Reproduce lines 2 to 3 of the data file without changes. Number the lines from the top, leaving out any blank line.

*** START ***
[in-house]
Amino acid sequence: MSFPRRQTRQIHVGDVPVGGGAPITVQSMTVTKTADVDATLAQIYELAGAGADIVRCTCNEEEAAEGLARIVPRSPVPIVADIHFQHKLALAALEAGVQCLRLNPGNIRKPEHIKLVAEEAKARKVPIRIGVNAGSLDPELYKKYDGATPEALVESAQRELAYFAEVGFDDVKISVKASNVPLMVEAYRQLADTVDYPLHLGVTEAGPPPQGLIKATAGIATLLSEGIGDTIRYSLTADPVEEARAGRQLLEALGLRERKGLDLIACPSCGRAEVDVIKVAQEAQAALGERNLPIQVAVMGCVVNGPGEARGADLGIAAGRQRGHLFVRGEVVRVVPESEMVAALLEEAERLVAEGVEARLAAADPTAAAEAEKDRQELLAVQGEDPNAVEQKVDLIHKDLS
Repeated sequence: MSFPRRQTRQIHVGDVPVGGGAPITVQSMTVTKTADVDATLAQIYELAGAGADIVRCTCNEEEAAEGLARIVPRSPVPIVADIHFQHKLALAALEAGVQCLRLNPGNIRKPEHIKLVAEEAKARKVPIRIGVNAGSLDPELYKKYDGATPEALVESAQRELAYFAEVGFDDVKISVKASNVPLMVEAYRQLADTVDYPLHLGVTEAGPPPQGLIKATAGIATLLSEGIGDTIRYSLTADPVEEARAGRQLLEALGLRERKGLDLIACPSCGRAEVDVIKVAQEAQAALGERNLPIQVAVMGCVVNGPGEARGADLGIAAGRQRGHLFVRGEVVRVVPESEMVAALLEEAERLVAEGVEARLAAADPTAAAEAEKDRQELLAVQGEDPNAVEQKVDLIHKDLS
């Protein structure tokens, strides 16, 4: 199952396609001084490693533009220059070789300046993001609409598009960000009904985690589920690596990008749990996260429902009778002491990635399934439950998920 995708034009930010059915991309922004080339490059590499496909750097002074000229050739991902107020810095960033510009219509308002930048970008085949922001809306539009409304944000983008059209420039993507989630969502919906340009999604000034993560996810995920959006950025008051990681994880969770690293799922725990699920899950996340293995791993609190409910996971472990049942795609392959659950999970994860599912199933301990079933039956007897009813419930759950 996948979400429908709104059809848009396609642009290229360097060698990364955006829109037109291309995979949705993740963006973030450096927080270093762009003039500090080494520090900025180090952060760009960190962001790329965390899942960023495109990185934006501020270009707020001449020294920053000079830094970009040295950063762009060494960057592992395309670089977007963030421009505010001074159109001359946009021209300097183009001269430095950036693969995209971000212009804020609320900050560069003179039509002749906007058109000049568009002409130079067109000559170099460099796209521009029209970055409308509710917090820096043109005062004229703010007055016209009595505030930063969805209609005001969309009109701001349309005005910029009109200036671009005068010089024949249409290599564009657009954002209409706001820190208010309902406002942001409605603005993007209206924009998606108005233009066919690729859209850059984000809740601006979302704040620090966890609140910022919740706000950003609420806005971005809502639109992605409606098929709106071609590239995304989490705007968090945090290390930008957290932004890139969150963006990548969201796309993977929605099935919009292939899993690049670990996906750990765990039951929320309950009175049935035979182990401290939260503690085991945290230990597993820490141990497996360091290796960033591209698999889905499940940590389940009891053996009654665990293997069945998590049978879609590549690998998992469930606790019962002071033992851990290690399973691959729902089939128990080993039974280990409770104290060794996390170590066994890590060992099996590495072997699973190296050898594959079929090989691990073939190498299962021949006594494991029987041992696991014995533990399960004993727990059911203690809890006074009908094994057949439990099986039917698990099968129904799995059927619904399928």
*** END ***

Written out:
Amino acid sequence: MSFPRRQTRQIHVGDVPVGGGAPITVQSMTVTKTADVDATLAQIYELAGAGADIVRCTCNEEEAAEGLARIVPRSPVPIVADIHFQHKLALAALEAGVQCLRLNPGNIRKPEHIKLVAEEAKARKVPIRIGVNAGSLDPELYKKYDGATPEALVESAQRELAYFAEVGFDDVKISVKASNVPLMVEAYRQLADTVDYPLHLGVTEAGPPPQGLIKATAGIATLLSEGIGDTIRYSLTADPVEEARAGRQLLEALGLRERKGLDLIACPSCGRAEVDVIKVAQEAQAALGERNLPIQVAVMGCVVNGPGEARGADLGIAAGRQRGHLFVRGEVVRVVPESEMVAALLEEAERLVAEGVEARLAAADPTAAAEAEKDRQELLAVQGEDPNAVEQKVDLIHKDLS
Repeated sequence: MSFPRRQTRQIHVGDVPVGGGAPITVQSMTVTKTADVDATLAQIYELAGAGADIVRCTCNEEEAAEGLARIVPRSPVPIVADIHFQHKLALAALEAGVQCLRLNPGNIRKPEHIKLVAEEAKARKVPIRIGVNAGSLDPELYKKYDGATPEALVESAQRELAYFAEVGFDDVKISVKASNVPLMVEAYRQLADTVDYPLHLGVTEAGPPPQGLIKATAGIATLLSEGIGDTIRYSLTADPVEEARAGRQLLEALGLRERKGLDLIACPSCGRAEVDVIKVAQEAQAALGERNLPIQVAVMGCVVNGPGEARGADLGIAAGRQRGHLFVRGEVVRVVPESEMVAALLEEAERLVAEGVEARLAAADPTAAAEAEKDRQELLAVQGEDPNAVEQKVDLIHKDLS